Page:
A manmade hole above, presumably to lower tools without having to make a trip back out, was just ahead, letting in a glittery tube of moon-light. The terrain was familiar; he knew every bend and turn back here. Darkness shrouded the walls of the cave from view. In the day-time, he could see the walls, the grooves, the little ledges that jutted out, the water trickling down the face. Right now, he could only see the tube of light ahead, the gravel at his feet, and whatever was in the path of his flashlight. He found himself moving the light to the wall again and again to make sure that it was still there and most importantly, that he was still alone.
Deciding to bypass the cone of moon-light in favor of going deeper inside, he forged on. The back of the cave wasn’t too far away and what he really came here for, what he really wanted to know, is what happened at night in the alcove carved out of a high rock-face at the back of the cave. What he and his friends called the Cubby Hole.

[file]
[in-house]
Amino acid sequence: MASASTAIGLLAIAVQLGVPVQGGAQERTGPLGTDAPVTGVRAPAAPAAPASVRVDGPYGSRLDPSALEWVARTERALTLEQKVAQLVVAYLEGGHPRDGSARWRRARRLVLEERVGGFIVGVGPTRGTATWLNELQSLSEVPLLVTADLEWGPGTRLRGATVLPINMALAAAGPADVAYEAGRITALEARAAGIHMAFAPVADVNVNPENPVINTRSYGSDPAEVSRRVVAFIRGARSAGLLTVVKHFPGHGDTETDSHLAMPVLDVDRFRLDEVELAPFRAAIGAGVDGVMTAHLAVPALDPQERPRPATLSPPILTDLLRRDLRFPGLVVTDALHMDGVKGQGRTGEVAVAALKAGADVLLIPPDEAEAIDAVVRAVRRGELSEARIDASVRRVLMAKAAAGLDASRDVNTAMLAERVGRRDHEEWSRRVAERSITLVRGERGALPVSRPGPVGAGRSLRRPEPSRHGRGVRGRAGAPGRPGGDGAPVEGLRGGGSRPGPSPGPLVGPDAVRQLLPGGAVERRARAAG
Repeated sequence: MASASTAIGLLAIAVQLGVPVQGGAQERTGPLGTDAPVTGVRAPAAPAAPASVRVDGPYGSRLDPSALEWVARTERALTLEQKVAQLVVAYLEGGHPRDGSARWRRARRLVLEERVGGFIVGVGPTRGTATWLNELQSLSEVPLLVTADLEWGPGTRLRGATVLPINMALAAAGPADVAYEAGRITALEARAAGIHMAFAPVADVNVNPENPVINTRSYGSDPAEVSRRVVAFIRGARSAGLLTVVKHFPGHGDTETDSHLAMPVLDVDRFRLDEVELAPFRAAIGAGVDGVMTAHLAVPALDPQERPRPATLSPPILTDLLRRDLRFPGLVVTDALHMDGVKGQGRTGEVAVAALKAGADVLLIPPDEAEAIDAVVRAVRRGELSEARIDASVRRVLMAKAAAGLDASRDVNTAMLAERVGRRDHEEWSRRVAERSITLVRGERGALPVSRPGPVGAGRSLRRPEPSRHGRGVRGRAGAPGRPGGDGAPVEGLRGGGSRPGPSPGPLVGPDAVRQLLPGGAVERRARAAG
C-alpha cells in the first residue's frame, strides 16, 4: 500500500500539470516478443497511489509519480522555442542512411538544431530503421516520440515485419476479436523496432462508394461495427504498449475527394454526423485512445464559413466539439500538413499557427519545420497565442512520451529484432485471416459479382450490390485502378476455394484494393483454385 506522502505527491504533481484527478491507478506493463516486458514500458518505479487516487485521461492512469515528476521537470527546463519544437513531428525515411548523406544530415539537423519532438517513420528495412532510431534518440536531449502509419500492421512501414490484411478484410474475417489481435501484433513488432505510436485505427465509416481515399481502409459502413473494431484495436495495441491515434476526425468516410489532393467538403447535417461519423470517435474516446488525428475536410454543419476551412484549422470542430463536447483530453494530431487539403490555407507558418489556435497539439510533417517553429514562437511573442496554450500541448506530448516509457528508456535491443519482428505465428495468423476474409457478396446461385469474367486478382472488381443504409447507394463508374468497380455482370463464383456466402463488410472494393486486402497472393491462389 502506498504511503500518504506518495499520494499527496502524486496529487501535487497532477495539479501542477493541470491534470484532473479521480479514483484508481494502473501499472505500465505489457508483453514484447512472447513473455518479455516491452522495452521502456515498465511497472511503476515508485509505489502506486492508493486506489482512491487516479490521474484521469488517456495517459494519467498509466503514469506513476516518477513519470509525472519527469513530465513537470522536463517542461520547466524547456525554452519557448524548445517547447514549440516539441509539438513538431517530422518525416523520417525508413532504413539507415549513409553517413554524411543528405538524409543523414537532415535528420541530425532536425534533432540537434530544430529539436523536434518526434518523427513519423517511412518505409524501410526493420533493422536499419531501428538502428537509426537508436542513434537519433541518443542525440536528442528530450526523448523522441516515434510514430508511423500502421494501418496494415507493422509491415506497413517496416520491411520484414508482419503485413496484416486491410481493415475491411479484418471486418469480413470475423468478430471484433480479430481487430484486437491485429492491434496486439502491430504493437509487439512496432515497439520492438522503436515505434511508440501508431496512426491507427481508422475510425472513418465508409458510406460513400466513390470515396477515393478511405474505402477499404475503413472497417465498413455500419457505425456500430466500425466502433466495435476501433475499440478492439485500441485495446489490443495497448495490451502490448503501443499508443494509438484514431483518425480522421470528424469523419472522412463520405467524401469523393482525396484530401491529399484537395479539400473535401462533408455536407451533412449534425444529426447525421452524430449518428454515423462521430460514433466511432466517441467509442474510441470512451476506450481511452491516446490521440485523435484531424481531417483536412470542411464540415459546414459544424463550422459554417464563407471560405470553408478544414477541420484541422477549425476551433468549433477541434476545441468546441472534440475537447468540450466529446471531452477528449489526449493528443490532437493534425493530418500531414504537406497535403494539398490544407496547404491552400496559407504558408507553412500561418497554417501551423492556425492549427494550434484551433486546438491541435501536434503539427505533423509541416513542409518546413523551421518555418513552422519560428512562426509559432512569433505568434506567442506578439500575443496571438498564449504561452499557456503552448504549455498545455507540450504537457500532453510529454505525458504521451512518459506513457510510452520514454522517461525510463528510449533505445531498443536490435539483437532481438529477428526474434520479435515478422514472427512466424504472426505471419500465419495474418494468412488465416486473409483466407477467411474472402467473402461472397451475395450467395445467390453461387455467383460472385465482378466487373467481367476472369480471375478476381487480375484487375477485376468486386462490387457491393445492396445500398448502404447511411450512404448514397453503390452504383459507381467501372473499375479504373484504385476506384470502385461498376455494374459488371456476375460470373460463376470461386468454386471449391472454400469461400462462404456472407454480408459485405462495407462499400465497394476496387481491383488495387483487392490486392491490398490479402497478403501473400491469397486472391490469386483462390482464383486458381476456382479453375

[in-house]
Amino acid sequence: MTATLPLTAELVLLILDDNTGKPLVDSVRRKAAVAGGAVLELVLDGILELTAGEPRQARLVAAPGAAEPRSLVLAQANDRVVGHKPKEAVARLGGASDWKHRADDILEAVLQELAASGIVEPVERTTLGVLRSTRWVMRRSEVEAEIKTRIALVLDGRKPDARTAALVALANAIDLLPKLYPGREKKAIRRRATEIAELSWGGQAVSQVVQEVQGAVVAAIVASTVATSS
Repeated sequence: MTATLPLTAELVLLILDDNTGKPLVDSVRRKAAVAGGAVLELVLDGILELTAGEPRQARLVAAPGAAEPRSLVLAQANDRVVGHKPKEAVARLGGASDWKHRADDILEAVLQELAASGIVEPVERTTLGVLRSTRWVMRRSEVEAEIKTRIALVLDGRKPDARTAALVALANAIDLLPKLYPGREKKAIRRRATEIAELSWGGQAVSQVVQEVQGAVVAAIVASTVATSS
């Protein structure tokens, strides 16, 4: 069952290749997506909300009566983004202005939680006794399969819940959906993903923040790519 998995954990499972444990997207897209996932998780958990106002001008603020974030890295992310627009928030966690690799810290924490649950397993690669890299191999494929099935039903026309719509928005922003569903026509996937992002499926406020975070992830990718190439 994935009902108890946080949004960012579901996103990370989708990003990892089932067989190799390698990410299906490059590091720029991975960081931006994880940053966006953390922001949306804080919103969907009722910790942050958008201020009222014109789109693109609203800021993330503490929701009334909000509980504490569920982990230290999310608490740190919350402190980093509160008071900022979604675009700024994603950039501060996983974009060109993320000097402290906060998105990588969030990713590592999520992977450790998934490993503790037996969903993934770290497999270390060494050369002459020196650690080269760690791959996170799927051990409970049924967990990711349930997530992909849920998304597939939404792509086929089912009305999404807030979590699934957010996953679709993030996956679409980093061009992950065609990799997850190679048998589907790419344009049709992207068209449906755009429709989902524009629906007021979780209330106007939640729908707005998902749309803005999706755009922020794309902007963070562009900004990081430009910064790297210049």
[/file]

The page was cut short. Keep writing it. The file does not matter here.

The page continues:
Before he ventured into the Cubby Hole, he decided it was best to shine the light in and make sure there weren’t any large critters, or worse, some kind of predator like a bobcat, waiting for him back there.
He saw nothing there. So he ventured in.
The ceiling was low and always coated in a layer of moisture. He moved the flashlight around, taking in the small rivulets of water, dripping down like tears. He saw where he and his friends had graffitied the wall a few weeks back. Struggling for something cool to tag on the wall, they had finally settled on Nirvana lyrics. The mold and the water were already erasing their hard work. Nothing seemed to last long back here.
Enough of the Cubby Hole. Time to see what happened on the north end of the cave at night.